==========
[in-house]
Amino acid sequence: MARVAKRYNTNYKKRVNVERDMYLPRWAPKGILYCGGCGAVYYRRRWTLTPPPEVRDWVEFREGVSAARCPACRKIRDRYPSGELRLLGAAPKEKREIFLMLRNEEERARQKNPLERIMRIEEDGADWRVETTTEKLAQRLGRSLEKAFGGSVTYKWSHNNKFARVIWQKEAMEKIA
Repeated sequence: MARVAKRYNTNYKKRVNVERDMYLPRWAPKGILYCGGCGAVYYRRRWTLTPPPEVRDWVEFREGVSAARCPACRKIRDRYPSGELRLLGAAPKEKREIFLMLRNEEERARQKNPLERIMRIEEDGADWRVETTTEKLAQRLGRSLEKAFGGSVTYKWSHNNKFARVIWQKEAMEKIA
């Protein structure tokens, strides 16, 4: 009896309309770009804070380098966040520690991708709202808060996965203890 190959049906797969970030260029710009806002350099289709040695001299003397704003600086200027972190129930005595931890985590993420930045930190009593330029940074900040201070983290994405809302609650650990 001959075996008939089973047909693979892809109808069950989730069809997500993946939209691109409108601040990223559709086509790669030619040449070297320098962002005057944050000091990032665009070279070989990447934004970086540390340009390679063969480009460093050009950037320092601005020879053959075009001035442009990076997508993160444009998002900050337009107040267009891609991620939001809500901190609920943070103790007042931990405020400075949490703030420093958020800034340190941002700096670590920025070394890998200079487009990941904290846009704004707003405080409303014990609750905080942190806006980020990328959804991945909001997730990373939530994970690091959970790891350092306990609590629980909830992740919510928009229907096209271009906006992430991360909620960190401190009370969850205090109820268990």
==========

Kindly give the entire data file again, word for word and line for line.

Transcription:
[in-house]
Amino acid sequence: MARVAKRYNTNYKKRVNVERDMYLPRWAPKGILYCGGCGAVYYRRRWTLTPPPEVRDWVEFREGVSAARCPACRKIRDRYPSGELRLLGAAPKEKREIFLMLRNEEERARQKNPLERIMRIEEDGADWRVETTTEKLAQRLGRSLEKAFGGSVTYKWSHNNKFARVIWQKEAMEKIA
Repeated sequence: MARVAKRYNTNYKKRVNVERDMYLPRWAPKGILYCGGCGAVYYRRRWTLTPPPEVRDWVEFREGVSAARCPACRKIRDRYPSGELRLLGAAPKEKREIFLMLRNEEERARQKNPLERIMRIEEDGADWRVETTTEKLAQRLGRSLEKAFGGSVTYKWSHNNKFARVIWQKEAMEKIA
């Protein structure tokens, strides 16, 4: 009896309309770009804070380098966040520690991708709202808060996965203890 190959049906797969970030260029710009806002350099289709040695001299003397704003600086200027972190129930005595931890985590993420930045930190009593330029940074900040201070983290994405809302609650650990 001959075996008939089973047909693979892809109808069950989730069809997500993946939209691109409108601040990223559709086509790669030619040449070297320098962002005057944050000091990032665009070279070989990447934004970086540390340009390679063969480009460093050009950037320092601005020879053959075009001035442009990076997508993160444009998002900050337009107040267009891609991620939001809500901190609920943070103790007042931990405020400075949490703030420093958020800034340190941002700096670590920025070394890998200079487009990941904290846009704004707003405080409303014990609750905080942190806006980020990328959804991945909001997730990373939530994970690091959970790891350092306990609590629980909830992740919510928009229907096209271009906006992430991360909620960190401190009370969850205090109820268990």